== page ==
The night started as well as could be expected considering I was sleeping on the ground in a tent. The paddle down the Contentnea Creek was pleasant other than the many times having to portage around fallen timber, and I wasn’t hauling what would be considered a light weight kayak. An old guy like myself can feel it in the lower back when doing things such as this.
After some time asleep, I started hearing faint barking. Well, it was less barking and more ‘chirping’ I guess, like short little yaps. I could tell the yapping was getting closer as it got louder. It was coming mainly from upstream.
I sat up in the tent when I realized it was more than one dog. In fact, it sounded like at least five or more. They were practically on top of me.
I turned on my electric lantern as I looked through the tent door towards the direction of the dogs. Just at the edge of the light I could tell there were not normal dogs. It was a pack of coyotes. I could not make out the number due to them constantly darting at the edge of the light. I spoke loudly while moving the flashlight and the yapping stopped immediately.
I could hear brush moving and a few splashes and knew the coyotes were gone.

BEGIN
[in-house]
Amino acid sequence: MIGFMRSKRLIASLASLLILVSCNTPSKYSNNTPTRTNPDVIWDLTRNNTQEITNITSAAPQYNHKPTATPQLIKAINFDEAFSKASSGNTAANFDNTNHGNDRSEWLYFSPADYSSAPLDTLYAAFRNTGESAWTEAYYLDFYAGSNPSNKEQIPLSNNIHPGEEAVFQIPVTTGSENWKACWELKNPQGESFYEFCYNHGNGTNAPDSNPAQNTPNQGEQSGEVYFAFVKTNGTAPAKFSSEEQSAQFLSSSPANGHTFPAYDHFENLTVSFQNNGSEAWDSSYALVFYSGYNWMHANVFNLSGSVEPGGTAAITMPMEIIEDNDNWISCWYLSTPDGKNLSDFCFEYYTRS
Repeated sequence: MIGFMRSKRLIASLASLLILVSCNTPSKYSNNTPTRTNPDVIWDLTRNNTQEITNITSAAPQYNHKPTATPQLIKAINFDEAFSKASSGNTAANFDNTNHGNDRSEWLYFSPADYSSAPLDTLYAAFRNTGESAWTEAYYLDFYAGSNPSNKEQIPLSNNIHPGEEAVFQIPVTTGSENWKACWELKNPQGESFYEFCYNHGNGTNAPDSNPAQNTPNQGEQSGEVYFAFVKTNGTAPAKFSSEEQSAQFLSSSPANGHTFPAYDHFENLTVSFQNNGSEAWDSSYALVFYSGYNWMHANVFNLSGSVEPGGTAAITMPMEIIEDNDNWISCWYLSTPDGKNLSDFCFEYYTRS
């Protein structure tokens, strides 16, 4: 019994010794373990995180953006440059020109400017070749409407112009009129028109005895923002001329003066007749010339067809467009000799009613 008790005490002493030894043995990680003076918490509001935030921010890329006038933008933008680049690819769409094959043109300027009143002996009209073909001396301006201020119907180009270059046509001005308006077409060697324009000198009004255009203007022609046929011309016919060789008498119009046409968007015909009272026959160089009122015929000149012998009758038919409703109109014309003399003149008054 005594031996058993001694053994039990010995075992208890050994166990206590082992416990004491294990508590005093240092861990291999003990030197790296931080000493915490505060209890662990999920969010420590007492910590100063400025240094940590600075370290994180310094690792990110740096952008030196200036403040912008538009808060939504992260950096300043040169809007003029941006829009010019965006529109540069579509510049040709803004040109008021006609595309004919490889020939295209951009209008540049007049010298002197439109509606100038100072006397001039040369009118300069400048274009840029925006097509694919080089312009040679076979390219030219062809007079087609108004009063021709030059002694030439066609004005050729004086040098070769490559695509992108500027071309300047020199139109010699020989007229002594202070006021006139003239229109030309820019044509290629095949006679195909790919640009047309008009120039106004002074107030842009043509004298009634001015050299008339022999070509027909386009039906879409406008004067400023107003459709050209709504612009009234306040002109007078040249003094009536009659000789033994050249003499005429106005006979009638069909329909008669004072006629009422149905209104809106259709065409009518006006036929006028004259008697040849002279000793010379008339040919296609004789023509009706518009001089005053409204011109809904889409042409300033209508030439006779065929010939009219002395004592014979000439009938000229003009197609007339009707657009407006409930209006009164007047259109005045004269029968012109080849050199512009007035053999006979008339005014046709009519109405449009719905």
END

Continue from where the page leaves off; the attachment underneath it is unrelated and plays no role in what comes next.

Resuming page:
The next morning I packed up the tent and bag and made sure the area was clear of any signs that I had even been there. I try to go by the ‘Leave No Trace’ pledge the best I can. I checked the two rods I had in baited with bloody shad overnight and nothing had taken the lure.
Soon I was on the water again. Of course, it was only to get to the other side of the creek so I could portage around the tree spanning the flowing water for yet another portage. Another 40 to 50 feet and I would have the second portage as well.
The things cleared up. The creek became very winding with many sandbars at the turns with deeper water on the outside portion. One particular corkscrew portion revealed the first snake I had encountered. A copperhead around three feet long but freshly fed by the lump in its tubular body entered the creek from the shoreline on the other side. I watched as it swam down the right side of the shore and exit several dozen feet behind me.
A little further downstream I came across another fallen tree but the creek was much wider. In the branches were a couple of dead shad and a small dead catfish. This lead into a long straight stretch of deep slow moving water.
I began casting from bank to bank with a white with red dot beetle spin. It did not take long for the first hit to come. I immediately casted back to the same location. It almost felt like the spinning lure may have bumped the bottom as the hit wasn’t hard. I never set the hook as it did not feel like a bite. But as I continued to reel I could tell there was a constant tug and the line was moving in various directions.
The first fish of the day was landed. A small absolutely beautifully colored largemouth bass had taken the bait.
The creek was set up for a gorgeous ending to the paddle trip. Several fish were boarded including a couple of small catfish. The stretch I had never been on opened its doors to me. Later that afternoon my wife picked me up at the ramp in Stantonsburg. Now I long to return once again to see what other secrets Contentnea may possess.